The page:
But sorry, I don’t agree that they should come back to the parish as a priest. I would have a hard time trusting them.


#16

Good points. However my understanding of the priestly vocation is that we must believe that they were really called by God. Surely a return would indicate an acceptance of that original call. You are if couse right about the suitability of individual returnee (indeed we may not desire them back if they did ask). Many left without dispensation because Pope JP II wouldn’t give dispensations. But all that aside we should remember that there are thousands of validly ordained men in the world and we are asking lay people to conduct prayer meetings and distribute viaticum in the absence of a priest. Even if not celebrating mass or hearing confession surely distributing communion, marriage and baptism could be a useful and fulfilling role for us and them


#17

[quote="maryjk, post:15, topic:289898"]
Oh, I forgive them. And I wouldn't have a problem with them being married.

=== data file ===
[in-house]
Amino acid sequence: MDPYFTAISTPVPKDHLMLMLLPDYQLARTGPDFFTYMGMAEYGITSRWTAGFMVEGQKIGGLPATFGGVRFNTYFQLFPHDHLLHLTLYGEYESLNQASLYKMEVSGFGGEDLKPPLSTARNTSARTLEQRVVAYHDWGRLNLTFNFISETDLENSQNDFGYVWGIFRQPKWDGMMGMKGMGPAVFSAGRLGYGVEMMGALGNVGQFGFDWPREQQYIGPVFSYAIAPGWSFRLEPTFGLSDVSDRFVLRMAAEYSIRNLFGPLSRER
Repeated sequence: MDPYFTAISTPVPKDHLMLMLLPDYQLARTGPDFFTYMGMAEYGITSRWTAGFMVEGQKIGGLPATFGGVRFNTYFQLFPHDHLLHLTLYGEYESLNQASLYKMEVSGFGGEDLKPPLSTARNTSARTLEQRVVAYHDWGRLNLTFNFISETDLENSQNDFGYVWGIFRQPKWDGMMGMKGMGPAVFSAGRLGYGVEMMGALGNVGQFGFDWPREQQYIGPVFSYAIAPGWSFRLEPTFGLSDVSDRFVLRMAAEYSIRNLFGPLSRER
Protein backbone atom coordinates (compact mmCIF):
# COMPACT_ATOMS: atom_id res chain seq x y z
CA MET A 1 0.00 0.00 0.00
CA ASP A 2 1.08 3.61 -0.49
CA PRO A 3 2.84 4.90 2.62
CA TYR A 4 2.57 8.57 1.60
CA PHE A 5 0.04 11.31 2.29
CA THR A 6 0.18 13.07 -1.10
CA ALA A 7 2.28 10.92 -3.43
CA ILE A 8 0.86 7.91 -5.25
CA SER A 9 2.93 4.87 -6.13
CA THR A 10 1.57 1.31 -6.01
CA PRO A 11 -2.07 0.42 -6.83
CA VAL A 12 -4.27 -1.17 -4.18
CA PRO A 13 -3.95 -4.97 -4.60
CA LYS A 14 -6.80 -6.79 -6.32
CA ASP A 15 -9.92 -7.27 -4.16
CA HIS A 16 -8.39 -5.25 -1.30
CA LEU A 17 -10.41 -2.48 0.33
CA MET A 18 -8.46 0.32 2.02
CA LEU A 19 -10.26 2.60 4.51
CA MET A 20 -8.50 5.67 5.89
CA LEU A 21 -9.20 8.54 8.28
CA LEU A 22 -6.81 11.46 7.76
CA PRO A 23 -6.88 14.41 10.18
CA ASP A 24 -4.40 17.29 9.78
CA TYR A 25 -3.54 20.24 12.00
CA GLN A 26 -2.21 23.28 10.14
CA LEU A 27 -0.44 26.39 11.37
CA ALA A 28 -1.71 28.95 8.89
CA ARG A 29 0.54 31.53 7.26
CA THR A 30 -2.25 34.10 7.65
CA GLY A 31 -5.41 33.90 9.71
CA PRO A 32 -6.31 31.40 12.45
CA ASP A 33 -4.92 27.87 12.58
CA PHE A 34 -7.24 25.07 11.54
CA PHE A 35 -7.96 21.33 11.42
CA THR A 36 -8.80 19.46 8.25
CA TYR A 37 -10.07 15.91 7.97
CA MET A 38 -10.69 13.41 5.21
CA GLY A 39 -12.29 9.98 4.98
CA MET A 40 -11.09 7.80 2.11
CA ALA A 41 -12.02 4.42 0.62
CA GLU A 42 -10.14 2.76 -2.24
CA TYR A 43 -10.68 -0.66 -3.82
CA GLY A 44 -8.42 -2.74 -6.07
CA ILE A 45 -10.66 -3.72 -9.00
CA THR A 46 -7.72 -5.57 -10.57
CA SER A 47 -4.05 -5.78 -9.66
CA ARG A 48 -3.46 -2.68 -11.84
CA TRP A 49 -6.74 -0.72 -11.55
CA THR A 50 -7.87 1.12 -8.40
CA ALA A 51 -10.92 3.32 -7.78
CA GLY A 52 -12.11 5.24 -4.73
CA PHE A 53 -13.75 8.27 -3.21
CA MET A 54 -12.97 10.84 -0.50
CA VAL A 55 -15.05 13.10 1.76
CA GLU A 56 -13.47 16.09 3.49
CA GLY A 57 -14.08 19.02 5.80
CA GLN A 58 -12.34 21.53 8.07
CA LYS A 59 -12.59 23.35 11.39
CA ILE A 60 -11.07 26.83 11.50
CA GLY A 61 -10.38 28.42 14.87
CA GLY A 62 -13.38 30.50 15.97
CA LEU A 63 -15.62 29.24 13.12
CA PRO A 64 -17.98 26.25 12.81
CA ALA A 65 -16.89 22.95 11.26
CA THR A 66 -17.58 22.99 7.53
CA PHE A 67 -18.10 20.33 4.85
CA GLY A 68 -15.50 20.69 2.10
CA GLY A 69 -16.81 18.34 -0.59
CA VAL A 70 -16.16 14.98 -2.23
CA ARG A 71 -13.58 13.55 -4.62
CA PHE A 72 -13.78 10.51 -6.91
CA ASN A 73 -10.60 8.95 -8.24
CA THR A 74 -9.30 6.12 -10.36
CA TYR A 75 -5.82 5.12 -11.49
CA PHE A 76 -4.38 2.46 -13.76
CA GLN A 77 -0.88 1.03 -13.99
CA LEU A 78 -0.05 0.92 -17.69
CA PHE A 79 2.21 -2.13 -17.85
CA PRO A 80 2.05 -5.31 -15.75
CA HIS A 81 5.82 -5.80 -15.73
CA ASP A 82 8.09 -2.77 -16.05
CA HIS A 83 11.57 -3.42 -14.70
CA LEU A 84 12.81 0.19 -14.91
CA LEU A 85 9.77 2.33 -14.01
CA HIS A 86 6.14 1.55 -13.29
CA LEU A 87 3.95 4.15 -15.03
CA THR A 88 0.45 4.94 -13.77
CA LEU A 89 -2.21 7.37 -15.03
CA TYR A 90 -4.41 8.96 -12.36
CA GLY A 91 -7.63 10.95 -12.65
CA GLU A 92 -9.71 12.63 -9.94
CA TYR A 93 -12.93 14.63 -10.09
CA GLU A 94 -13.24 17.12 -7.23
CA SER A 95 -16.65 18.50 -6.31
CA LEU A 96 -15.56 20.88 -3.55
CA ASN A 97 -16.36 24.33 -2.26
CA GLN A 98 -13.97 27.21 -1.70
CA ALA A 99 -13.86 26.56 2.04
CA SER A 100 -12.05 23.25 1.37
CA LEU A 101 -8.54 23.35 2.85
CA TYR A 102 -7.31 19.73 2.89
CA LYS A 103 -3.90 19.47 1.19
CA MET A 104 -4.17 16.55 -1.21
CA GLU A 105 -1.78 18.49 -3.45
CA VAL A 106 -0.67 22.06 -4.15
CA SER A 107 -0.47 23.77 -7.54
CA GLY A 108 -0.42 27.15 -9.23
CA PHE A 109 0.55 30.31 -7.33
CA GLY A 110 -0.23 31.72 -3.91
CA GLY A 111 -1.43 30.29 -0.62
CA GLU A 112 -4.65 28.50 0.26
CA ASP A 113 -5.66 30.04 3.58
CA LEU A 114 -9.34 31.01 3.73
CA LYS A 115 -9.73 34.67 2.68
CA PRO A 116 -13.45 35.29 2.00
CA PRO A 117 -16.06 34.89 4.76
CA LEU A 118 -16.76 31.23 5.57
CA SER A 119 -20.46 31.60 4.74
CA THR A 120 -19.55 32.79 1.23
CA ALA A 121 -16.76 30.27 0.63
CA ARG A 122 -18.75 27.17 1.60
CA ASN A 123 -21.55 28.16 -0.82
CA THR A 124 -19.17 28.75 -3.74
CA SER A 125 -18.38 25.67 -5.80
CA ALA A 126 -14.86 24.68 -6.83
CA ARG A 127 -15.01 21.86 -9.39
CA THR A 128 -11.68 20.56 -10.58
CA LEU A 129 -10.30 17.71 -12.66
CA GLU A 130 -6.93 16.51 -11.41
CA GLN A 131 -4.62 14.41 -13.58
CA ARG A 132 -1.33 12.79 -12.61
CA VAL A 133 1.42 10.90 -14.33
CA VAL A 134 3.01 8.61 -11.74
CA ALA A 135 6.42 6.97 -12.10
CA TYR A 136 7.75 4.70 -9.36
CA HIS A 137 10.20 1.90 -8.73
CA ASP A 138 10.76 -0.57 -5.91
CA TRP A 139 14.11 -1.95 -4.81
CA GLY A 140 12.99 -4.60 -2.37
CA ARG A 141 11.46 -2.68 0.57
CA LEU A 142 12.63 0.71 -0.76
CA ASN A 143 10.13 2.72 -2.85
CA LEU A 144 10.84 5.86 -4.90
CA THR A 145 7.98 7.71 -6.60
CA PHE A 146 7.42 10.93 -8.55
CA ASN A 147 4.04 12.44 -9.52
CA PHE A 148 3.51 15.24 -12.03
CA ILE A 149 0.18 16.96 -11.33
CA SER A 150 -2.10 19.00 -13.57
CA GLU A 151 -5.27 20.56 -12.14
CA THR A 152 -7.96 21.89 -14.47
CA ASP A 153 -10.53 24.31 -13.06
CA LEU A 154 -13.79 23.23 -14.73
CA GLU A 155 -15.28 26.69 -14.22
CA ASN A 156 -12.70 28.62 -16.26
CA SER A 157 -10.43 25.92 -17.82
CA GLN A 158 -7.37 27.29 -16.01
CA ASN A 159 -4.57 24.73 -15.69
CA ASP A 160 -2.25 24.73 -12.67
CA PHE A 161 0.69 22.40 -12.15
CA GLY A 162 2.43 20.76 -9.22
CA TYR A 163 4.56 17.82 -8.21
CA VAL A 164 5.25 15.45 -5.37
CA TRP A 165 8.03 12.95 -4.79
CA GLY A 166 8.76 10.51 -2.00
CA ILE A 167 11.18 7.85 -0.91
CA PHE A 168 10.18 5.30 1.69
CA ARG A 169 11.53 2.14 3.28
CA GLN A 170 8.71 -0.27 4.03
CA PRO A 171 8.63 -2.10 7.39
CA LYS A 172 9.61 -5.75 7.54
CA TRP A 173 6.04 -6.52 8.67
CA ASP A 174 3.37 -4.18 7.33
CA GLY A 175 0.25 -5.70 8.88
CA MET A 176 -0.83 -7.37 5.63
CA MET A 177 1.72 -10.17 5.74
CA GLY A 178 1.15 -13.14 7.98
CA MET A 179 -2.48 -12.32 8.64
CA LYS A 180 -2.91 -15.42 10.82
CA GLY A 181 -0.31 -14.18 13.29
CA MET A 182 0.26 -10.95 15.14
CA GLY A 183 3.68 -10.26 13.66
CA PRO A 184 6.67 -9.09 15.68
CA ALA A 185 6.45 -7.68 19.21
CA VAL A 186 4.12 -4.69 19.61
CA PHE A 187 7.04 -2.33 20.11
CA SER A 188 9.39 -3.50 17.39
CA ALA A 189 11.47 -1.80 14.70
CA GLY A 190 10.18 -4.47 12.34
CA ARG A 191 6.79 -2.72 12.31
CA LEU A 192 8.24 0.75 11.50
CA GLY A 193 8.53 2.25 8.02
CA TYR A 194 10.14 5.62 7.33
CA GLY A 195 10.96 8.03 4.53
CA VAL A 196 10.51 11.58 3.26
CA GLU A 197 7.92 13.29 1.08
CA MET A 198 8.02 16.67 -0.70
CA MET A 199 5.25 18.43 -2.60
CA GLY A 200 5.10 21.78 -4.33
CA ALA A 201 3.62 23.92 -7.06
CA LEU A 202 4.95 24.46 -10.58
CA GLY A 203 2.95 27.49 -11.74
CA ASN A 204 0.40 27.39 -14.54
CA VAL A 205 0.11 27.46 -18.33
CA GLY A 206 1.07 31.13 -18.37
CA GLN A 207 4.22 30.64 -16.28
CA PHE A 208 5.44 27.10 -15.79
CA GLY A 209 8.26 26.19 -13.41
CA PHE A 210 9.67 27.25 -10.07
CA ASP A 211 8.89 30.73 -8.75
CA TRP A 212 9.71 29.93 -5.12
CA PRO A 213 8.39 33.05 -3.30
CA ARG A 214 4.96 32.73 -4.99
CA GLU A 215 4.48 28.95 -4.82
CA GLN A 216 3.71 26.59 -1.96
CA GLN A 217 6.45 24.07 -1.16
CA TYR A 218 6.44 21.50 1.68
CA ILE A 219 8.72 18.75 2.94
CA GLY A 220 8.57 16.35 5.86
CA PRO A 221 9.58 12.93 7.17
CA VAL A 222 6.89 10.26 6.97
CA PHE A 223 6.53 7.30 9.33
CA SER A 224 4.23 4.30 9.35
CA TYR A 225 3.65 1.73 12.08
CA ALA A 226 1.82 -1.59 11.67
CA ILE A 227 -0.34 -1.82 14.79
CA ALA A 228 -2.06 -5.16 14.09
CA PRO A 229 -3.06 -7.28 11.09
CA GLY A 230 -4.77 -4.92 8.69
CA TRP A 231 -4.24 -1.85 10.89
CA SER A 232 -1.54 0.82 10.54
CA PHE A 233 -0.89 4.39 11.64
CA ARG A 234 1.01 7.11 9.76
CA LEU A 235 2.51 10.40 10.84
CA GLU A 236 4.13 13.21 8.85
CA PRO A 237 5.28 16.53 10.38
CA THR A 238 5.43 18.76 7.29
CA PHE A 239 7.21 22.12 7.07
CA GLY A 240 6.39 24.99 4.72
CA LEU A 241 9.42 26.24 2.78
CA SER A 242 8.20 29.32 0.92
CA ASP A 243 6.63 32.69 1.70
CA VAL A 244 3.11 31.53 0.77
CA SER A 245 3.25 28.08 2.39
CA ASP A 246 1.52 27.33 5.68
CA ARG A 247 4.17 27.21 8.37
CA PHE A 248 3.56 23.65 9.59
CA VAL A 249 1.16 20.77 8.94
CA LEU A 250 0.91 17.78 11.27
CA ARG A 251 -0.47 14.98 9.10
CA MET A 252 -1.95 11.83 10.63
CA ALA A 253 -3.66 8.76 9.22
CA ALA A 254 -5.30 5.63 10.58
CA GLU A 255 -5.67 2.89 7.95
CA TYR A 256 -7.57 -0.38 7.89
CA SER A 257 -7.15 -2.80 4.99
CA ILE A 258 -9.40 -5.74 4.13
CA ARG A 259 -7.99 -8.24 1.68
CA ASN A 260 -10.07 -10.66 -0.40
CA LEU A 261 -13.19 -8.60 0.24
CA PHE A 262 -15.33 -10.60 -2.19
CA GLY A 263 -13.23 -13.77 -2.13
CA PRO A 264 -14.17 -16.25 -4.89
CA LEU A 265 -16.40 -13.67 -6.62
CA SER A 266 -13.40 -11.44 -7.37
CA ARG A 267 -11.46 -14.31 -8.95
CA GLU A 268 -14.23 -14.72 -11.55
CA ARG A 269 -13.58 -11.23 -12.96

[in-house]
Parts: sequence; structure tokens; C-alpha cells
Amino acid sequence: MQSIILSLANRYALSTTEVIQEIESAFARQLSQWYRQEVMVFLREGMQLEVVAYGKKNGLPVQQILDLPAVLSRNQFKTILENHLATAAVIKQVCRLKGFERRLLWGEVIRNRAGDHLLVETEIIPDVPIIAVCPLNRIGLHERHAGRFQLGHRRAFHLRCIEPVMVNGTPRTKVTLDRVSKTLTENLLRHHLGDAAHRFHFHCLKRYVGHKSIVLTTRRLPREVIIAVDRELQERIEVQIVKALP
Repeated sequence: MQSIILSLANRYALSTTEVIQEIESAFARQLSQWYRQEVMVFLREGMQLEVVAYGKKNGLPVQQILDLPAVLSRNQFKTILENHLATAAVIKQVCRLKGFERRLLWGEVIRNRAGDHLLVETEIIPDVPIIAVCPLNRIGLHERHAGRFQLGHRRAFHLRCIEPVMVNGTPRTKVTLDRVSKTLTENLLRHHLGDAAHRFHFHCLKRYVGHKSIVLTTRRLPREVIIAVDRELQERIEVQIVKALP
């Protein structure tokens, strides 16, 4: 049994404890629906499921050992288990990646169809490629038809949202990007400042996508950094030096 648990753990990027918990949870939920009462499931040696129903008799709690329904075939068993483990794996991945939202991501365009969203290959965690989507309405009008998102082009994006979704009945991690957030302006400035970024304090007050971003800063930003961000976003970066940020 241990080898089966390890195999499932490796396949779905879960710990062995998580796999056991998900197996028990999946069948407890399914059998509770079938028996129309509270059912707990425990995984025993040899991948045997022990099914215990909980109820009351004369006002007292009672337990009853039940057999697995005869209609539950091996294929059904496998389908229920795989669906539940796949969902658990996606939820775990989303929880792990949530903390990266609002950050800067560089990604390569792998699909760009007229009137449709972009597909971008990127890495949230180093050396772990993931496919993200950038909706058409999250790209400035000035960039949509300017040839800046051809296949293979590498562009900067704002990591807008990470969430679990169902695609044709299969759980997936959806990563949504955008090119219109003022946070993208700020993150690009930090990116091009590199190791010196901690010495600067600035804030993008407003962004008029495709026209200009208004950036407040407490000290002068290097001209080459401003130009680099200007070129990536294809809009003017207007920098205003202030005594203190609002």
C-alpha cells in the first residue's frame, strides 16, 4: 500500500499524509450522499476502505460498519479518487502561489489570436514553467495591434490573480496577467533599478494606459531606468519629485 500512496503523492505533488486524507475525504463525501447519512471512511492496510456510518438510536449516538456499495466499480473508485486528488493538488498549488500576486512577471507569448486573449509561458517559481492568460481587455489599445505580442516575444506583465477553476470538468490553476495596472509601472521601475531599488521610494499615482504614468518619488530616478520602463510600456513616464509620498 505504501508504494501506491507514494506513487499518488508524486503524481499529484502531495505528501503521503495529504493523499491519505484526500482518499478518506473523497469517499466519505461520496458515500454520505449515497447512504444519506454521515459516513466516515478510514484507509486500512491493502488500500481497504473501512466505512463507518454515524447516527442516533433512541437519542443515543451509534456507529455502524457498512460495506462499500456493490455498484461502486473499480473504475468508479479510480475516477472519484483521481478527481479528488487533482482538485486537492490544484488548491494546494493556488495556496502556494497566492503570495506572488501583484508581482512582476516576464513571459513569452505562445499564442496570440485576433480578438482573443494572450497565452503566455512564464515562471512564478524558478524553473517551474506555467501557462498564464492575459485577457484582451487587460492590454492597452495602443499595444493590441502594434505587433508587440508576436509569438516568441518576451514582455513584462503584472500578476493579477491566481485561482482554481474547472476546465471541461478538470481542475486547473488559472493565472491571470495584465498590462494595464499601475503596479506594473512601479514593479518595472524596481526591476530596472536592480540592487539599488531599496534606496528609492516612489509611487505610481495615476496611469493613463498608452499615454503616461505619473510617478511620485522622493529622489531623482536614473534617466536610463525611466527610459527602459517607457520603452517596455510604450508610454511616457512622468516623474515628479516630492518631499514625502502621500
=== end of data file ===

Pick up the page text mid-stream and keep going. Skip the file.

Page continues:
But sorry, I don't agree that they should come back to the parish as a priest. I would have a hard time trusting them.

[/quote]

Well I imagine many of them wouldn't dream of asking to come back knowing how unforgiving and lacking in trust good catholic congregations can be


#18

I think maybe Priests are put on a figurative pedestal by some elements within the church, and when they fall (as human beings they will) the level of opprobrium heaped upon them is disproportionate. Rather like the Paliamentary Conservative Party behaved towards Margaret Thatcher


#19

I would have a hard time trusting my husband if he cheated, too.

Forgiving doesn’t mean forgetting. Otherwise we wouldn’t need prisons. All criminals would have to do was to say they were sorry and we should forgive and forget.

No more a pedestal than anyone else that makes a promise. And if that person breaks their promise, I would forgive them. But I wouldn’t rush to accept more promises from them.


#20

[quote="maryjk, post:19, topic:289898"]
I would have a hard time trusting my husband if he cheated, too.

Forgiving doesn't mean forgetting. Otherwise we wouldn't need prisons. All criminals would have to do was to say they were sorry and we should forgive and forget.

No more a pedestal than anyone else that makes a promise. And if that person breaks their promise, I would forgive them. But I wouldn't rush to accept more promises from them.

[/quote]

There speaks a true humanitarian sigh


DISCLAIMER: The views and opinions expressed in these forums do not necessarily reflect those of Catholic Answers. For official apologetics resources please visit www.catholic.com.